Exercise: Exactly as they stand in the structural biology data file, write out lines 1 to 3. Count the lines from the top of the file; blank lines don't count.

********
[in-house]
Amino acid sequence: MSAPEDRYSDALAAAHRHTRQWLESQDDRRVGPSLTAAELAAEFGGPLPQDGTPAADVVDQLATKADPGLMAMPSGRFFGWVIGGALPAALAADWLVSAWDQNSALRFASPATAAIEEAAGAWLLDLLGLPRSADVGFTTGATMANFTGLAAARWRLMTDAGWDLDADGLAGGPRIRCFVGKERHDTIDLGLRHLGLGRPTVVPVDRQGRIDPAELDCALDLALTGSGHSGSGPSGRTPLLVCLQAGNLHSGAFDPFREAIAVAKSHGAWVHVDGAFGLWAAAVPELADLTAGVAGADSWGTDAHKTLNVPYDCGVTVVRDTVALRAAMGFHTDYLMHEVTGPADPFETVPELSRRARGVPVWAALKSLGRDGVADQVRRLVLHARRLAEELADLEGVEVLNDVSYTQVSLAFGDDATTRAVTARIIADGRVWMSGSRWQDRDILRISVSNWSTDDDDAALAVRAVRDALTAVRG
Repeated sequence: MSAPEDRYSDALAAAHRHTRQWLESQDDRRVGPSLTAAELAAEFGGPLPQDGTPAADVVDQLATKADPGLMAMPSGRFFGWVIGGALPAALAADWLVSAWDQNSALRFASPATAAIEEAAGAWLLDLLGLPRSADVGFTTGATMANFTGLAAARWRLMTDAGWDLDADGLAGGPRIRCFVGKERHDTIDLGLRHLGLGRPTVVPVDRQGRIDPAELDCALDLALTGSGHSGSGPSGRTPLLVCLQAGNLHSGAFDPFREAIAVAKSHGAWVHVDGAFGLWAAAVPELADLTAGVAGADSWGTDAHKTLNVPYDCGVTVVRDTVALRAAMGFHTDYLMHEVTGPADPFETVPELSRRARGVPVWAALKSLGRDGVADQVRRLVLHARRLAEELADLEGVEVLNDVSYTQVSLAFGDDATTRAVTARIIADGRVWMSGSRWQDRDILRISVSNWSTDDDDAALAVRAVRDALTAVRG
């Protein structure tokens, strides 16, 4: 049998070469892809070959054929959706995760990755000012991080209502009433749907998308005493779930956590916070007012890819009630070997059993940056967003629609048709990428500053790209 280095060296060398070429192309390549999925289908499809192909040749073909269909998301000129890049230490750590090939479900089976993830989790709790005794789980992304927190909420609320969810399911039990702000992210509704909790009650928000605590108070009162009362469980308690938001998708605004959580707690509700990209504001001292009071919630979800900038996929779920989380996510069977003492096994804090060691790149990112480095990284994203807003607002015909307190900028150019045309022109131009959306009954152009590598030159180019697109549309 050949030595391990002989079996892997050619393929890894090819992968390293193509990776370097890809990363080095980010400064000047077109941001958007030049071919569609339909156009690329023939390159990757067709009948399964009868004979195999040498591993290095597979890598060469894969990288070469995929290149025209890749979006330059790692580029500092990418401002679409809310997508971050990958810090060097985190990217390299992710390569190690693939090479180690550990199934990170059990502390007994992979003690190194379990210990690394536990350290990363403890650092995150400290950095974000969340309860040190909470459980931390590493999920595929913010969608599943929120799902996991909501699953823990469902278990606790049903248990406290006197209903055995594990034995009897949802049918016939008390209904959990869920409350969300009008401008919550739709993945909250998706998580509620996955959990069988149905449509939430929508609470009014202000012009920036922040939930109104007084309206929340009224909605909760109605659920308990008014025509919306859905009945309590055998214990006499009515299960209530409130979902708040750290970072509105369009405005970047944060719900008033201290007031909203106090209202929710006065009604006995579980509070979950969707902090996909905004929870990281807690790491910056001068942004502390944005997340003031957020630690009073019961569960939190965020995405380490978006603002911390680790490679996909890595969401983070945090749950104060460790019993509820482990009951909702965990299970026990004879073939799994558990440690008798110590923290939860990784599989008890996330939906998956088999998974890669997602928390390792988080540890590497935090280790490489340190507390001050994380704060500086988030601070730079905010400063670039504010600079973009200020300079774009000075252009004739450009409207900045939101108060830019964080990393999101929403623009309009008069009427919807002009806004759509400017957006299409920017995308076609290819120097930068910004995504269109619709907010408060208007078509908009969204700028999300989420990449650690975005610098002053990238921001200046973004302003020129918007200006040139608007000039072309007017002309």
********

[in-house]
Amino acid sequence: MSAPEDRYSDALAAAHRHTRQWLESQDDRRVGPSLTAAELAAEFGGPLPQDGTPAADVVDQLATKADPGLMAMPSGRFFGWVIGGALPAALAADWLVSAWDQNSALRFASPATAAIEEAAGAWLLDLLGLPRSADVGFTTGATMANFTGLAAARWRLMTDAGWDLDADGLAGGPRIRCFVGKERHDTIDLGLRHLGLGRPTVVPVDRQGRIDPAELDCALDLALTGSGHSGSGPSGRTPLLVCLQAGNLHSGAFDPFREAIAVAKSHGAWVHVDGAFGLWAAAVPELADLTAGVAGADSWGTDAHKTLNVPYDCGVTVVRDTVALRAAMGFHTDYLMHEVTGPADPFETVPELSRRARGVPVWAALKSLGRDGVADQVRRLVLHARRLAEELADLEGVEVLNDVSYTQVSLAFGDDATTRAVTARIIADGRVWMSGSRWQDRDILRISVSNWSTDDDDAALAVRAVRDALTAVRG
Repeated sequence: MSAPEDRYSDALAAAHRHTRQWLESQDDRRVGPSLTAAELAAEFGGPLPQDGTPAADVVDQLATKADPGLMAMPSGRFFGWVIGGALPAALAADWLVSAWDQNSALRFASPATAAIEEAAGAWLLDLLGLPRSADVGFTTGATMANFTGLAAARWRLMTDAGWDLDADGLAGGPRIRCFVGKERHDTIDLGLRHLGLGRPTVVPVDRQGRIDPAELDCALDLALTGSGHSGSGPSGRTPLLVCLQAGNLHSGAFDPFREAIAVAKSHGAWVHVDGAFGLWAAAVPELADLTAGVAGADSWGTDAHKTLNVPYDCGVTVVRDTVALRAAMGFHTDYLMHEVTGPADPFETVPELSRRARGVPVWAALKSLGRDGVADQVRRLVLHARRLAEELADLEGVEVLNDVSYTQVSLAFGDDATTRAVTARIIADGRVWMSGSRWQDRDILRISVSNWSTDDDDAALAVRAVRDALTAVRG